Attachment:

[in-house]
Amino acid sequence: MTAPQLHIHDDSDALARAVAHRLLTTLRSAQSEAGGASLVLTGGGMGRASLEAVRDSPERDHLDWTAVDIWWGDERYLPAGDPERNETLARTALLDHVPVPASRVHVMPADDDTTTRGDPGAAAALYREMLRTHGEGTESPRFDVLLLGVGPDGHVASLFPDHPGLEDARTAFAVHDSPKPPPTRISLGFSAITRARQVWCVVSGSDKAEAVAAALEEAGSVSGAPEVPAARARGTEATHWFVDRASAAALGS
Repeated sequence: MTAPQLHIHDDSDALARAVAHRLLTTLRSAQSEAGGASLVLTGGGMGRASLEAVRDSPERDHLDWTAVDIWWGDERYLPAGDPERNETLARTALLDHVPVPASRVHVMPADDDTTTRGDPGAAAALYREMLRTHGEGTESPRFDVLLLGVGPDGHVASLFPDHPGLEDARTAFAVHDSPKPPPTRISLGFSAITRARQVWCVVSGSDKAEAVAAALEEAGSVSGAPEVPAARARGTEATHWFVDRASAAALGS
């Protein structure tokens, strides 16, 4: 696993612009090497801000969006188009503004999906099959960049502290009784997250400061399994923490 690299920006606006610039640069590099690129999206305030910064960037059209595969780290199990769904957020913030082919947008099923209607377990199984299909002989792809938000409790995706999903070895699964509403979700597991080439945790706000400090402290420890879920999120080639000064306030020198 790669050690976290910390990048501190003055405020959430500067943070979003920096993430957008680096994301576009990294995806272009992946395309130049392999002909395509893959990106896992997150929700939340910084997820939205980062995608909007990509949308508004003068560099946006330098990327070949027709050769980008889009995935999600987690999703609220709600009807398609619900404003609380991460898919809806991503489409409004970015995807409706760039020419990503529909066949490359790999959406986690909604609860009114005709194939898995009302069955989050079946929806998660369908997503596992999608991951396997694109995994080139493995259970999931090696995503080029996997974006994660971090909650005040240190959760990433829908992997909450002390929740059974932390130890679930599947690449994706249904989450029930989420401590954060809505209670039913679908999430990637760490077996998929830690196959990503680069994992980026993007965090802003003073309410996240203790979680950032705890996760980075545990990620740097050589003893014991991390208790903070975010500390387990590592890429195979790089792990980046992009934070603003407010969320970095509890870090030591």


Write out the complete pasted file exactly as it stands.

[in-house]
Amino acid sequence: MTAPQLHIHDDSDALARAVAHRLLTTLRSAQSEAGGASLVLTGGGMGRASLEAVRDSPERDHLDWTAVDIWWGDERYLPAGDPERNETLARTALLDHVPVPASRVHVMPADDDTTTRGDPGAAAALYREMLRTHGEGTESPRFDVLLLGVGPDGHVASLFPDHPGLEDARTAFAVHDSPKPPPTRISLGFSAITRARQVWCVVSGSDKAEAVAAALEEAGSVSGAPEVPAARARGTEATHWFVDRASAAALGS
Repeated sequence: MTAPQLHIHDDSDALARAVAHRLLTTLRSAQSEAGGASLVLTGGGMGRASLEAVRDSPERDHLDWTAVDIWWGDERYLPAGDPERNETLARTALLDHVPVPASRVHVMPADDDTTTRGDPGAAAALYREMLRTHGEGTESPRFDVLLLGVGPDGHVASLFPDHPGLEDARTAFAVHDSPKPPPTRISLGFSAITRARQVWCVVSGSDKAEAVAAALEEAGSVSGAPEVPAARARGTEATHWFVDRASAAALGS
């Protein structure tokens, strides 16, 4: 696993612009090497801000969006188009503004999906099959960049502290009784997250400061399994923490 690299920006606006610039640069590099690129999206305030910064960037059209595969780290199990769904957020913030082919947008099923209607377990199984299909002989792809938000409790995706999903070895699964509403979700597991080439945790706000400090402290420890879920999120080639000064306030020198 790669050690976290910390990048501190003055405020959430500067943070979003920096993430957008680096994301576009990294995806272009992946395309130049392999002909395509893959990106896992997150929700939340910084997820939205980062995608909007990509949308508004003068560099946006330098990327070949027709050769980008889009995935999600987690999703609220709600009807398609619900404003609380991460898919809806991503489409409004970015995807409706760039020419990503529909066949490359790999959406986690909604609860009114005709194939898995009302069955989050079946929806998660369908997503596992999608991951396997694109995994080139493995259970999931090696995503080029996997974006994660971090909650005040240190959760990433829908992997909450002390929740059974932390130890679930599947690449994706249904989450029930989420401590954060809505209670039913679908999430990637760490077996998929830690196959990503680069994992980026993007965090802003003073309410996240203790979680950032705890996760980075545990990620740097050589003893014991991390208790903070975010500390387990590592890429195979790089792990980046992009934070603003407010969320970095509890870090030591």